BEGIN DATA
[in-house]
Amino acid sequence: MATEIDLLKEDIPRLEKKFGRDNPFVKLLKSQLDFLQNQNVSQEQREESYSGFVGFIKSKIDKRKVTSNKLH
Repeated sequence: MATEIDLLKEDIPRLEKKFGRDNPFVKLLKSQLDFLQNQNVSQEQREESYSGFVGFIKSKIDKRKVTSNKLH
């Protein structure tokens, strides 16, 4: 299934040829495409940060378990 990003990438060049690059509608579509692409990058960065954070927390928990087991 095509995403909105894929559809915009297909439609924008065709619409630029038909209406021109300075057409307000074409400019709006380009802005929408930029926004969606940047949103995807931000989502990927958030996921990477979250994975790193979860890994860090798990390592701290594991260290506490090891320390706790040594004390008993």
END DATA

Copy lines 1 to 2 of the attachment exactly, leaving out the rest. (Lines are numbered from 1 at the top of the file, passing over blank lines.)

[in-house]
Amino acid sequence: MATEIDLLKEDIPRLEKKFGRDNPFVKLLKSQLDFLQNQNVSQEQREESYSGFVGFIKSKIDKRKVTSNKLH